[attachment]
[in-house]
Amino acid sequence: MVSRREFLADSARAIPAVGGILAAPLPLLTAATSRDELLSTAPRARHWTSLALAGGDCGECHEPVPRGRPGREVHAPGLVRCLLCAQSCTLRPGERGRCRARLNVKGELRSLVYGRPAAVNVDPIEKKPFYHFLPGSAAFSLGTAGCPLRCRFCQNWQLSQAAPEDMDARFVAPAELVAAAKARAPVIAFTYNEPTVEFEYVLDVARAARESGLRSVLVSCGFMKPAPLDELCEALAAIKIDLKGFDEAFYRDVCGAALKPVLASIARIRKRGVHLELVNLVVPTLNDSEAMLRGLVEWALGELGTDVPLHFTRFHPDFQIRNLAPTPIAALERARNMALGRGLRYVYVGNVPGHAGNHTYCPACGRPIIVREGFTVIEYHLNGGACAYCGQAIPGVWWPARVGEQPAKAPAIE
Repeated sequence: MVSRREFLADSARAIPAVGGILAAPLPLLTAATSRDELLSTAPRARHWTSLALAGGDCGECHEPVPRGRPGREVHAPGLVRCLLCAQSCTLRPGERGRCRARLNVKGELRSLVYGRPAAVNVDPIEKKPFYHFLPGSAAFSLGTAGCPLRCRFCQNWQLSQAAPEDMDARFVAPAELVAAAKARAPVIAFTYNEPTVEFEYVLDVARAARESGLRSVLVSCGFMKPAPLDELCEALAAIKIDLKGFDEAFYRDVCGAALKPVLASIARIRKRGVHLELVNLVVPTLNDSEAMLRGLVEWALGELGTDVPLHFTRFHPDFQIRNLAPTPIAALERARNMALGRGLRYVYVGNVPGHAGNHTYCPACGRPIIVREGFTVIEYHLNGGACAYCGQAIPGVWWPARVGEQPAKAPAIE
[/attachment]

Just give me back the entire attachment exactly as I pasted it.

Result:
[in-house]
Amino acid sequence: MVSRREFLADSARAIPAVGGILAAPLPLLTAATSRDELLSTAPRARHWTSLALAGGDCGECHEPVPRGRPGREVHAPGLVRCLLCAQSCTLRPGERGRCRARLNVKGELRSLVYGRPAAVNVDPIEKKPFYHFLPGSAAFSLGTAGCPLRCRFCQNWQLSQAAPEDMDARFVAPAELVAAAKARAPVIAFTYNEPTVEFEYVLDVARAARESGLRSVLVSCGFMKPAPLDELCEALAAIKIDLKGFDEAFYRDVCGAALKPVLASIARIRKRGVHLELVNLVVPTLNDSEAMLRGLVEWALGELGTDVPLHFTRFHPDFQIRNLAPTPIAALERARNMALGRGLRYVYVGNVPGHAGNHTYCPACGRPIIVREGFTVIEYHLNGGACAYCGQAIPGVWWPARVGEQPAKAPAIE
Repeated sequence: MVSRREFLADSARAIPAVGGILAAPLPLLTAATSRDELLSTAPRARHWTSLALAGGDCGECHEPVPRGRPGREVHAPGLVRCLLCAQSCTLRPGERGRCRARLNVKGELRSLVYGRPAAVNVDPIEKKPFYHFLPGSAAFSLGTAGCPLRCRFCQNWQLSQAAPEDMDARFVAPAELVAAAKARAPVIAFTYNEPTVEFEYVLDVARAARESGLRSVLVSCGFMKPAPLDELCEALAAIKIDLKGFDEAFYRDVCGAALKPVLASIARIRKRGVHLELVNLVVPTLNDSEAMLRGLVEWALGELGTDVPLHFTRFHPDFQIRNLAPTPIAALERARNMALGRGLRYVYVGNVPGHAGNHTYCPACGRPIIVREGFTVIEYHLNGGACAYCGQAIPGVWWPARVGEQPAKAPAIE